Search results for: Physical education
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Running for an academic degree: ultra-Orthodox women studying physical education at a non-religious college
The continuous trend of ultra-Orthodox (‘Haredi’) women enrolling in higher education institutions has not been widely investigated. The current study explored their reasons for pursuing an academic degree, their radical choice of physical education (PE) as a career, as well as their experiences and reflections on this process. Eighteen Israeli ultra-Orthodox female students aged 21–41 participated in the study.
Updated: Aug. 01, 2021
Over 300,000 students are enrolled in North American Jewish day schools, but little is known about schools' online promotion of physical education (PE). The authors conducted a content analysis of the mention of various PE characteristics and their association with school characteristics. The websites of Jewish day schools insufficiently promoted PE characteristics with large differences based on religious affiliation. Surveying school officials responsible for website content about their beliefs on PE generally and the appropriateness of websites for promoting it may help inform strategies for boosting its online presence.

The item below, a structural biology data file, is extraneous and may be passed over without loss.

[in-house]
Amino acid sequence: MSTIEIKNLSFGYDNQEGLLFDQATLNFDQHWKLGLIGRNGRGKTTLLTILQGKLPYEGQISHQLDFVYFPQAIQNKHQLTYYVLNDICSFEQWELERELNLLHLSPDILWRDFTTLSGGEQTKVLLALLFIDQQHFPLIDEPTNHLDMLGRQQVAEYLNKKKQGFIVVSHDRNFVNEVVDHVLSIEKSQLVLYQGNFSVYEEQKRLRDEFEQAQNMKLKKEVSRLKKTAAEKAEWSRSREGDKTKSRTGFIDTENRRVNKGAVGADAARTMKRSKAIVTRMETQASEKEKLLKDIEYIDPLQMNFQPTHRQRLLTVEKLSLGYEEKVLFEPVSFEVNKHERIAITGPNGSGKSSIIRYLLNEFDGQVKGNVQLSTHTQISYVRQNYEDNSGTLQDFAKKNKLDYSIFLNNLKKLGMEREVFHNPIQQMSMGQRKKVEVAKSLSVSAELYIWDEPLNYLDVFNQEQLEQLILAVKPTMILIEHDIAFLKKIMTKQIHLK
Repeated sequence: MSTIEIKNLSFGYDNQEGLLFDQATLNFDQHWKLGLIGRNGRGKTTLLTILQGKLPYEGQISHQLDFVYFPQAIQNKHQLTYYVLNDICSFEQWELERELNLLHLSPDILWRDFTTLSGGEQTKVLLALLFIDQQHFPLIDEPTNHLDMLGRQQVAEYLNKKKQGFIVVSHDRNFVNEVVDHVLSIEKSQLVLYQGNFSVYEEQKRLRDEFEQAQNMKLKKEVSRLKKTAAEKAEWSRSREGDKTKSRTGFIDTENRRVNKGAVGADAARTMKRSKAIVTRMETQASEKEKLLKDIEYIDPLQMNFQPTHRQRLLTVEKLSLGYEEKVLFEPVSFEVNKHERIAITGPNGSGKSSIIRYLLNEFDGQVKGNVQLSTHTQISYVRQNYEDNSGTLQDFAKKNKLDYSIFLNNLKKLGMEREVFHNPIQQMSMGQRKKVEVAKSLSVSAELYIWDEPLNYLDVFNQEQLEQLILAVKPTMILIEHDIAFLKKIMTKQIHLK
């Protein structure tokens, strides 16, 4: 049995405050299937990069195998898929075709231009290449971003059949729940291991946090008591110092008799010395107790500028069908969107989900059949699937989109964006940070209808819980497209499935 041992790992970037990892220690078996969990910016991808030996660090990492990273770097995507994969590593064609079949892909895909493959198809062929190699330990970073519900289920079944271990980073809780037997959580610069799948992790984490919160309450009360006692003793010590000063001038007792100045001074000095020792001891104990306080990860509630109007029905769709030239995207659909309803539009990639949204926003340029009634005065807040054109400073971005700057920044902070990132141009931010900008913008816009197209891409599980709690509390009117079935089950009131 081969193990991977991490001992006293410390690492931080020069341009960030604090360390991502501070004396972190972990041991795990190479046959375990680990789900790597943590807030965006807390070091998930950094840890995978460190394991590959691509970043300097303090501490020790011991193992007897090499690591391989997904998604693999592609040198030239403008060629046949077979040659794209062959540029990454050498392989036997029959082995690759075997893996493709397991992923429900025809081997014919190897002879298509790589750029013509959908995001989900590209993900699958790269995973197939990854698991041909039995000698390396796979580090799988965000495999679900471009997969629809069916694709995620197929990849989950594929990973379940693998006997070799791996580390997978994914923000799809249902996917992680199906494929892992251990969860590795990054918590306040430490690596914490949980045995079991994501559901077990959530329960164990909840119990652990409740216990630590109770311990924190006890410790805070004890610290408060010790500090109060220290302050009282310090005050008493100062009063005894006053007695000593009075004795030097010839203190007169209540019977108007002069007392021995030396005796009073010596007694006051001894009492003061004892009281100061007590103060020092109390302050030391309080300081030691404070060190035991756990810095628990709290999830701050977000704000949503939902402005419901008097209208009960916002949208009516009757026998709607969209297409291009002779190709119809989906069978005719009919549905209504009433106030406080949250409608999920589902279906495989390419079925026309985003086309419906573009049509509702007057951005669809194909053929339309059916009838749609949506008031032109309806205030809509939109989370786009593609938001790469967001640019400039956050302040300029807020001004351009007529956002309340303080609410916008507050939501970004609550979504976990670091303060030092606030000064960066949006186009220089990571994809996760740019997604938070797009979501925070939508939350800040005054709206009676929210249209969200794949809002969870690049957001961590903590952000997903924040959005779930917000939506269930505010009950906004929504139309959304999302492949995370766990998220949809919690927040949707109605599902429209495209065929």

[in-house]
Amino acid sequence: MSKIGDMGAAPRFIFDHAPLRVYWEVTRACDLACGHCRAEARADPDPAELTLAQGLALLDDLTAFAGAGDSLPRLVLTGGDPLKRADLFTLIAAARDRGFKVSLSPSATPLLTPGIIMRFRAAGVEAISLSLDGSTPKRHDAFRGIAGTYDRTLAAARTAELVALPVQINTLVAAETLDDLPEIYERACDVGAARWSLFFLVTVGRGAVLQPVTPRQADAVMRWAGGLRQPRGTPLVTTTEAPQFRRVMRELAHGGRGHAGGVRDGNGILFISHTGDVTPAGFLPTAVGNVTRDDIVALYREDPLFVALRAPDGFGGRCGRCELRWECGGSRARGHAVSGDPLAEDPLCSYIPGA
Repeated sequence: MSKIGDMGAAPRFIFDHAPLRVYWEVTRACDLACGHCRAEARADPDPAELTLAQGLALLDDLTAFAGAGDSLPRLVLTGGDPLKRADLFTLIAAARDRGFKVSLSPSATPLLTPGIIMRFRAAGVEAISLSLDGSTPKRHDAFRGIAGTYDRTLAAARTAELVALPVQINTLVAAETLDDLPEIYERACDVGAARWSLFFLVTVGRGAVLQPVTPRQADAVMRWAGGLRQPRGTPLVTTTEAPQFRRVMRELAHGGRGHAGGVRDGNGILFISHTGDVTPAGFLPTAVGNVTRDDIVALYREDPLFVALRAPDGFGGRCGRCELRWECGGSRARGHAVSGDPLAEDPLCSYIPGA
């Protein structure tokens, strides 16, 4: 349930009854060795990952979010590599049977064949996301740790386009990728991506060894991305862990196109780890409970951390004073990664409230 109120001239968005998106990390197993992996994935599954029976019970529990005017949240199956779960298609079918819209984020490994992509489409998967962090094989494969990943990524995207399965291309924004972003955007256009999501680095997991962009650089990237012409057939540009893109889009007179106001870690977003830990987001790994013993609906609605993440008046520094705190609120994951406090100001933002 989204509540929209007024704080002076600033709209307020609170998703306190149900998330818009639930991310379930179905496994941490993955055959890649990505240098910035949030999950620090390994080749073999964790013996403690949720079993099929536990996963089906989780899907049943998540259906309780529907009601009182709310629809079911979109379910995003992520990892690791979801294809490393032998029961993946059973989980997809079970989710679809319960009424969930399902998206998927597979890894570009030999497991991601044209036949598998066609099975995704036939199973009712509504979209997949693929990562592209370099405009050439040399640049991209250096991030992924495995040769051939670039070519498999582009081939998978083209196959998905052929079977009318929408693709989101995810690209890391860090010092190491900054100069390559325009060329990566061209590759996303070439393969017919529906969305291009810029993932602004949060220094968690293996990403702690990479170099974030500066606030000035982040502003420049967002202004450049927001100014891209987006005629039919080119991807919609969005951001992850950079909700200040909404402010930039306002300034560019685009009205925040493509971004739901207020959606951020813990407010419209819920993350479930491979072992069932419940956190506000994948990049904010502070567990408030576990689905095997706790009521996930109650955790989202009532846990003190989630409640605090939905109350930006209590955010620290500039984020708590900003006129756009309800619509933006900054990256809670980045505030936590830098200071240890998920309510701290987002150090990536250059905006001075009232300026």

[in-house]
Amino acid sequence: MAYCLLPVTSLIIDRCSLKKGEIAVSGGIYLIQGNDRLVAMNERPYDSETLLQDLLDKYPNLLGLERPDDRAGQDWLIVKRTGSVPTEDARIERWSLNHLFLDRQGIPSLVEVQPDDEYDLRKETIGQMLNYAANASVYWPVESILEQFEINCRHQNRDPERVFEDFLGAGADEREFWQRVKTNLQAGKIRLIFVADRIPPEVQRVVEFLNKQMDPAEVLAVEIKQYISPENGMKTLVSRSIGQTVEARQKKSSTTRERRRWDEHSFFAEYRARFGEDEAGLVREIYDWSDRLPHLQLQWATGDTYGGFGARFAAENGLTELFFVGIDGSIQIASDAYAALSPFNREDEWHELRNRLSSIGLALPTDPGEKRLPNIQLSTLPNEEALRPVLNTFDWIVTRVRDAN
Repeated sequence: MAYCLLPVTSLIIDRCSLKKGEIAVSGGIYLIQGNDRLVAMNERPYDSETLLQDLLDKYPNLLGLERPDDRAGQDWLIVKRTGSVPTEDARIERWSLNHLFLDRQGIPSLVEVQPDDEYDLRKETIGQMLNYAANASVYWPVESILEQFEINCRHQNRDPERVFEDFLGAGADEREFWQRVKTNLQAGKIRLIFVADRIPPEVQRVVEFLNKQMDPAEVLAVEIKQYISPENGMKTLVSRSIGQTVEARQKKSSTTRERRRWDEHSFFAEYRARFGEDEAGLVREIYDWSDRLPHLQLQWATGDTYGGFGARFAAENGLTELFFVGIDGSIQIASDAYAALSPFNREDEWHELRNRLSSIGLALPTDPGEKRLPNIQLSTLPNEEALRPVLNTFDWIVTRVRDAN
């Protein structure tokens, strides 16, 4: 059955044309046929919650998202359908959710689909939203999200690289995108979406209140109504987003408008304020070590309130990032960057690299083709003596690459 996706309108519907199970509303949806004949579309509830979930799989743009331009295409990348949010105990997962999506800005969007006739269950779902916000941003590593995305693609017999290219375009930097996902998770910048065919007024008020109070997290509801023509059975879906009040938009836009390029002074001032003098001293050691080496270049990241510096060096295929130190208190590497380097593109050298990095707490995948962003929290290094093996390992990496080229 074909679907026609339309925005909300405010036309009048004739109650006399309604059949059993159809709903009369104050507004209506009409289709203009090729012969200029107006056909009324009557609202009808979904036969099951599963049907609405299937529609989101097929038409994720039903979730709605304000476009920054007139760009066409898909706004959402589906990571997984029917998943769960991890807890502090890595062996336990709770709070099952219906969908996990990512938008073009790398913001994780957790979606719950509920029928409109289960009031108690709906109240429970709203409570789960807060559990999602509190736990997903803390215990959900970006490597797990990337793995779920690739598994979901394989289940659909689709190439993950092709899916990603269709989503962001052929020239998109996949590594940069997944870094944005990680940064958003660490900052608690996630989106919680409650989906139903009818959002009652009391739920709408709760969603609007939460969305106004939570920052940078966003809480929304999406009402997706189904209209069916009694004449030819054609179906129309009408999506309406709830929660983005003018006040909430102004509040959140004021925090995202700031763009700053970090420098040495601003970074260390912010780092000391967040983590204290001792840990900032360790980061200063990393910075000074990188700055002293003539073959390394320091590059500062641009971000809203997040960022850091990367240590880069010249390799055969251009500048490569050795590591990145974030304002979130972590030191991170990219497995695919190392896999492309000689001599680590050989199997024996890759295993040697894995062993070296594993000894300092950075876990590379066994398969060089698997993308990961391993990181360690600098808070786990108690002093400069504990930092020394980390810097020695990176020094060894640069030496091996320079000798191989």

Updated: Mar. 11, 2021
Studies of Jewish day schools’ websites regarding opportunities for students to engage in physical activity (PA) have not been published. We analyzed the content of 516 North American Jewish day schools’ websites in 237 cities to ascertain mentions of sports (i.e., interscholastic) and PAs (e.g., intramural sports, PA clubs) and to determine how their prevalence differed by school religiosity, composition, and level. Overall, 41% and 45% of websites mentioned at least one sport and PA, respectively. Liberal (vs. Orthodox and Haredi), coeducational (vs. single sex), and schools with secondary grades (vs. elementary only) mentioned proportionately more sports, PA, or both.
Updated: Dec. 15, 2020
The opening ceremony of the 18th Maccabiah will take place on July 13, 2009. President Shimon Peres and Prime Minister Benyamin Netanyahu will open the ceremony. The Maccabiah has organized various sporting events in more than 30 locations all around the country, from Maalot and Tiberias in the north, to Kibbutz Urim in the south, which will span over 10 days, making this the biggest Maccabiah in history. 5300 Jewish athletes from around the world plus 2000 Israelis are expected to take place in the games, which makes the Maccabiah the 3rd largest sporting event in the world, after the Olympics and the University games.
Updated: Jul. 13, 2009